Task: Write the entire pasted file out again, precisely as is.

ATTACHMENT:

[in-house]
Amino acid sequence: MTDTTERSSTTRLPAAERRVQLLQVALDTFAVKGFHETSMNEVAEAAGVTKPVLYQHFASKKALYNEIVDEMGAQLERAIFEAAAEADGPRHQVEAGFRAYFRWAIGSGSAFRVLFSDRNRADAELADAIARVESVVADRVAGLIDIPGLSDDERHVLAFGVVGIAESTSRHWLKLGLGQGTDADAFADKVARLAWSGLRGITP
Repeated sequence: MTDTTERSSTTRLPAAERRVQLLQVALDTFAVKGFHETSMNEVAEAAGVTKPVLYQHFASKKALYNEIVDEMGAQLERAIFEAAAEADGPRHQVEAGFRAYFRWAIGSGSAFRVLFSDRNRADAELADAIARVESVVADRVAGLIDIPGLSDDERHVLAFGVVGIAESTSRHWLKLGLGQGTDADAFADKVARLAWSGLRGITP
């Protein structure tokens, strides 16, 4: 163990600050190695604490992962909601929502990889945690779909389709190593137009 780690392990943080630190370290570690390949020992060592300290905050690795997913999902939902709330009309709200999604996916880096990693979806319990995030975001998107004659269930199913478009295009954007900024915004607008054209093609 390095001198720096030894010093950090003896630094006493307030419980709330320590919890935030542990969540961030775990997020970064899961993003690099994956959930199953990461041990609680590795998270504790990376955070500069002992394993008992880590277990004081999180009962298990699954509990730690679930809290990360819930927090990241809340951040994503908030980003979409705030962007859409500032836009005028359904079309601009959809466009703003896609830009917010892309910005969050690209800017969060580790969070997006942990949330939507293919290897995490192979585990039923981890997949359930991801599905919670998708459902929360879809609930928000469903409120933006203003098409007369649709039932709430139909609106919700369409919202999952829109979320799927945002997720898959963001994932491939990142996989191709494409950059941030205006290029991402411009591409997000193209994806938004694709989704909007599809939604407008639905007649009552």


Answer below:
[in-house]
Amino acid sequence: MTDTTERSSTTRLPAAERRVQLLQVALDTFAVKGFHETSMNEVAEAAGVTKPVLYQHFASKKALYNEIVDEMGAQLERAIFEAAAEADGPRHQVEAGFRAYFRWAIGSGSAFRVLFSDRNRADAELADAIARVESVVADRVAGLIDIPGLSDDERHVLAFGVVGIAESTSRHWLKLGLGQGTDADAFADKVARLAWSGLRGITP
Repeated sequence: MTDTTERSSTTRLPAAERRVQLLQVALDTFAVKGFHETSMNEVAEAAGVTKPVLYQHFASKKALYNEIVDEMGAQLERAIFEAAAEADGPRHQVEAGFRAYFRWAIGSGSAFRVLFSDRNRADAELADAIARVESVVADRVAGLIDIPGLSDDERHVLAFGVVGIAESTSRHWLKLGLGQGTDADAFADKVARLAWSGLRGITP
């Protein structure tokens, strides 16, 4: 163990600050190695604490992962909601929502990889945690779909389709190593137009 780690392990943080630190370290570690390949020992060592300290905050690795997913999902939902709330009309709200999604996916880096990693979806319990995030975001998107004659269930199913478009295009954007900024915004607008054209093609 390095001198720096030894010093950090003896630094006493307030419980709330320590919890935030542990969540961030775990997020970064899961993003690099994956959930199953990461041990609680590795998270504790990376955070500069002992394993008992880590277990004081999180009962298990699954509990730690679930809290990360819930927090990241809340951040994503908030980003979409705030962007859409500032836009005028359904079309601009959809466009703003896609830009917010892309910005969050690209800017969060580790969070997006942990949330939507293919290897995490192979585990039923981890997949359930991801599905919670998708459902929360879809609930928000469903409120933006203003098409007369649709039932709430139909609106919700369409919202999952829109979320799927945002997720898959963001994932491939990142996989191709494409950059941030205006290029991402411009591409997000193209994806938004694709989704909007599809939604407008639905007649009552």